The “tests” consisted of what essentially were magic tricks, but they weren’t just any magic tricks. Oh no. These were the closely-held secrets of psychic con artists. Not available in magic stores, but available only to those who had been accepted into the con, and then given deep instruction. The difference between what grandma did and magic tricks is like the difference between a Rolls Royce and a skateboard. These tests not only had to create true belief in the mind of the client, they also had to be undetectable as “tricks.” If her client even suspected trickery, the deal would be off and Grandma could be exposed. That would be bad for business.

After the tests showed that Grandma’s services could be of immense value, naturally you would want to book an appointment for a seance. Sadly, Grandma’s appointment book showed that she was not available for a few weeks. Your appointment for a seance would be booked, and you would leave happy in the knowledge that your intimate guide to the infinite side was ready to pierce the veil and make contact with your departed loved one. Which was good, because Grandma needed time for her private investigators to find out everything they could about you before the seance. She didn’t have Google back before WWI. It took time.

It’s amazing how much you can learn about a person by doing a little research. Enter the address of someone you know, but don’t know well, into Google. Check out the Street Level view of their home on Google Earth. What’s the neighborhood like? What kind of car is in their driveway? Any kid’s toys in the yard? Any tinfoil covering a window? Do they live near a school? How about a cemetery? Grandma’s investigators checked out all this and more. The would pull public records to see if there were any recent deaths in the family, and would check their sources to see if there were any recent scandals. Everything there was to know about you, her client, she knew by the time your seance rolled around.

The seance itself was spectacular. Her seance room looked like an extremely expensive and elegant dining room. The finest furniture, linens, even wallpaper. No expense was spared. The rest of her place was cheaply furnished, but clients never saw that. All they saw was a woman of means.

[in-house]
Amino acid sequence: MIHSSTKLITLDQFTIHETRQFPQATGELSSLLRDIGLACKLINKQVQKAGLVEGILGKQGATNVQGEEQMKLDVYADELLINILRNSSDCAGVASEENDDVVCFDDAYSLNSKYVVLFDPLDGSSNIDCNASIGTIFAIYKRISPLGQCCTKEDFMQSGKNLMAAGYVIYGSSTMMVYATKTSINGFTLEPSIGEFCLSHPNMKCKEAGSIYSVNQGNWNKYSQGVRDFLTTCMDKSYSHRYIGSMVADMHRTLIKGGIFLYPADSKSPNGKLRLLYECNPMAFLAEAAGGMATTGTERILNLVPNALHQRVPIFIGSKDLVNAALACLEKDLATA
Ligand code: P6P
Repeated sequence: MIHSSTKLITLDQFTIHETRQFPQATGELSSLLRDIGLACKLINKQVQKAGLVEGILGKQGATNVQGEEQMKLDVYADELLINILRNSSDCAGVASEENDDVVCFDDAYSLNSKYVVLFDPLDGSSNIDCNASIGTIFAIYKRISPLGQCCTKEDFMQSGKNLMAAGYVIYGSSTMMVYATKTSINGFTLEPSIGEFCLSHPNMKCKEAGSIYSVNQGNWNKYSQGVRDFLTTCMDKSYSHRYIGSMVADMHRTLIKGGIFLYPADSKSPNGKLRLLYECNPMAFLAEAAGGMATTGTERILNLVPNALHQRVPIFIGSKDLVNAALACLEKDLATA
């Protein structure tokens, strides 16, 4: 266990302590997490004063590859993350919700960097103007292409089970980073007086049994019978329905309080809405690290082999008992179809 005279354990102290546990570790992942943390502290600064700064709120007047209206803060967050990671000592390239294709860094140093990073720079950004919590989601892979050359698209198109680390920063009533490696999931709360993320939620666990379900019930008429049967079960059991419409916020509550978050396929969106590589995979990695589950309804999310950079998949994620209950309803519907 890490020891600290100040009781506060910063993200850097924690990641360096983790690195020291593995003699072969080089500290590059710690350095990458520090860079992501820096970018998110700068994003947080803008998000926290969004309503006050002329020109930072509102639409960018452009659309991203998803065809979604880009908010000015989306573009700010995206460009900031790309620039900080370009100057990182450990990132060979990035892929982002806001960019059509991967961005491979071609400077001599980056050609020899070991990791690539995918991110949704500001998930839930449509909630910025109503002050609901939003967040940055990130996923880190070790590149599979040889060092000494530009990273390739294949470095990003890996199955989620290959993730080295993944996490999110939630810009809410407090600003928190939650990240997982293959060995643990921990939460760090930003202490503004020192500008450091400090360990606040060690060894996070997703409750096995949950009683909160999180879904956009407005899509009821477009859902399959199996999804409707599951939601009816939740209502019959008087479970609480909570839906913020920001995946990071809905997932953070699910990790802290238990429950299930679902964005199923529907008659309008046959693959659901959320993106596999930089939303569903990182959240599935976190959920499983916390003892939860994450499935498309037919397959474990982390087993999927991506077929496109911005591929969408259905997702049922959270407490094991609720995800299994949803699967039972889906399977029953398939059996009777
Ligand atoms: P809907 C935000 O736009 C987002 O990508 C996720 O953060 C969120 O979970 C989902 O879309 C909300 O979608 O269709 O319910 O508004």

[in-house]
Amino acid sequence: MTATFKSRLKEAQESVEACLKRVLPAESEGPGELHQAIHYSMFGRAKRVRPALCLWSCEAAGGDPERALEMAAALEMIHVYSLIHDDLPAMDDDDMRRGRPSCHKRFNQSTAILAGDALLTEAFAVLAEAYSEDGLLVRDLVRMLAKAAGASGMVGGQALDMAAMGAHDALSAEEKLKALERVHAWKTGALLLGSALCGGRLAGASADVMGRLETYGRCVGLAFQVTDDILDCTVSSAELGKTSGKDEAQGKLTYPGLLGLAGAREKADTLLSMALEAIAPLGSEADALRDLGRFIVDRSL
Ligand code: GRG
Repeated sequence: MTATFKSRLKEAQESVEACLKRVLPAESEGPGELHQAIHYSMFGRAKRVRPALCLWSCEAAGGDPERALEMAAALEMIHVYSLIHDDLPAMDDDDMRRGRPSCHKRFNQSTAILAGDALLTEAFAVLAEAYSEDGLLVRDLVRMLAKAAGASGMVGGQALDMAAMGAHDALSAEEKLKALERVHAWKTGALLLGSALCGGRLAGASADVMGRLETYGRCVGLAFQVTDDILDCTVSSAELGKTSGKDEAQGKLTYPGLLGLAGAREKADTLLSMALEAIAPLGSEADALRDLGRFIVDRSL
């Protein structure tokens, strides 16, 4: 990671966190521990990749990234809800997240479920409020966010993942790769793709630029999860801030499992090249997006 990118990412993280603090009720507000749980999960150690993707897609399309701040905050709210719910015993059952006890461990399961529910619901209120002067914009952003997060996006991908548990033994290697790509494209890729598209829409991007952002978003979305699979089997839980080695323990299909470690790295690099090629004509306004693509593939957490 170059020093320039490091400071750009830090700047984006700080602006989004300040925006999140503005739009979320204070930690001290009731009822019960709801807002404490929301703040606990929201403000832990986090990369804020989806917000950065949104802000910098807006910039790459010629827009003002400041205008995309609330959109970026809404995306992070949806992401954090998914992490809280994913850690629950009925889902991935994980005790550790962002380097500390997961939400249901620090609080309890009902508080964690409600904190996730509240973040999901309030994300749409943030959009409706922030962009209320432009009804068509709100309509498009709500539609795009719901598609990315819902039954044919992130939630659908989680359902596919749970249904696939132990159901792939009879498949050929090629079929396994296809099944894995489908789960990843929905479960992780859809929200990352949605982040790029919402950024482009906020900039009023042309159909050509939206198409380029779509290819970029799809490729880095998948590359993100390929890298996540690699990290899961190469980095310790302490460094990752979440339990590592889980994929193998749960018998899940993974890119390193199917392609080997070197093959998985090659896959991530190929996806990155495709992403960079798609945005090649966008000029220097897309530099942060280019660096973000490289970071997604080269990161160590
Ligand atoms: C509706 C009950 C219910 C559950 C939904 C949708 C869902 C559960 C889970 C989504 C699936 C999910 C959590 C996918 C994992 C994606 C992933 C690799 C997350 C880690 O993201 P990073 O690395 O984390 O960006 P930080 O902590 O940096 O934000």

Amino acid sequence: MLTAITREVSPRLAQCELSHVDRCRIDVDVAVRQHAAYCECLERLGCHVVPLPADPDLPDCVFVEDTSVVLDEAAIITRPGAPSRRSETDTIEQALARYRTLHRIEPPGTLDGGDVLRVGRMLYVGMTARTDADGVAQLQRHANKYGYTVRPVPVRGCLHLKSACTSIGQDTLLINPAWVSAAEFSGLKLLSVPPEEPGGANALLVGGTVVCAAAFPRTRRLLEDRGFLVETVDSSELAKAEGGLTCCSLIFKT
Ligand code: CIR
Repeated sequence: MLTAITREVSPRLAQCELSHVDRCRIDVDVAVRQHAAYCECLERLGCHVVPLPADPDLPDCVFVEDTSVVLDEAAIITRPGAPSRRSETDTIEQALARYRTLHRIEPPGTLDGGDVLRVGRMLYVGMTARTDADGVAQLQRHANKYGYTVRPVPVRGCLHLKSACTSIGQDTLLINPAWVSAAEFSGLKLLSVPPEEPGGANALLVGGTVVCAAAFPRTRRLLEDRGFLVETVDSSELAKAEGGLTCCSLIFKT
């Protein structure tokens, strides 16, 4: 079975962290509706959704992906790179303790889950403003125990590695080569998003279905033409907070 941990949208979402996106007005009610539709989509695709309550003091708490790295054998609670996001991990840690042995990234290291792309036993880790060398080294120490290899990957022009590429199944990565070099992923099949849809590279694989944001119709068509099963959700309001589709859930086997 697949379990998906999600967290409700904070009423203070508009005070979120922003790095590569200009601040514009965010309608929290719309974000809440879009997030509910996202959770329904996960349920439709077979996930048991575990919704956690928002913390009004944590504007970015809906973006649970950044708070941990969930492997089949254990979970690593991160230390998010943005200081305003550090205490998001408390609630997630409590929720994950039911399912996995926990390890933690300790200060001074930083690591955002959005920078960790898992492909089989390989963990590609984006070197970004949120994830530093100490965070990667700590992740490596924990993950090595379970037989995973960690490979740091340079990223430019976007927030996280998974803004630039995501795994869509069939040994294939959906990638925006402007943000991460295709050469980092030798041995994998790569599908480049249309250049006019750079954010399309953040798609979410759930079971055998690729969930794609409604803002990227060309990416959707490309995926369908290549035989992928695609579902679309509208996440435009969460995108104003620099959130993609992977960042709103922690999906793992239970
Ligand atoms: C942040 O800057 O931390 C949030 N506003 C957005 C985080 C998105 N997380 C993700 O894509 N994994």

After the appropriate prayers and invocations, the seance began. The room was dark. Pitch dark. No light at all, which is spooky enough on it’s own. Grandma would slip into her trance, and assume the personality of her “spirit guide” who would translate the words of the person your seance was supposed to contact. Depending on how much more money she thought you could afford, the seance either left you completely satisfied, or needing perhaps just one or two more encounters with the Great Beyond.

Fast-forward to the 1970’s. Grandma was in her 80’s and long retired. To me, she seemed as old as Moses. She was tiny, barely 5ft tall, the skin of her hands translucent with tendons and veins clearly visible. Skilled hands. Strong hands which could confidently create masterpieces of quilting, the hobby with which she passed the time. I adored her and would spend hours talking with her about whatever came to mind. I was in my early teens, and had just discovered my new hobby, Magic. Grandma smiled as I showed off my awesome prestidigitation skills. As I finished what I thought was a magnificently baffling performance, Grandma said, “That was very nice. May I show YOU something?” It was incredible. She destroyed my youthful concept of reality. I was stunned. I had no idea as to her sordid past, and was absolutely fried by the complete and utter miracles she performed on that late Summer afternoon.

What followed was an apprenticeship which lasted until her death in 1977. She taught me everything. The entire con. From roping the victim in, to the tests, to the seance itself. She also made me promise never to use this information to con anyone. I believe she had repented of her sinful ways by that point in her life. She also made me promise I would never reveal her methods to anyone, except my own kids or grandkids. I promised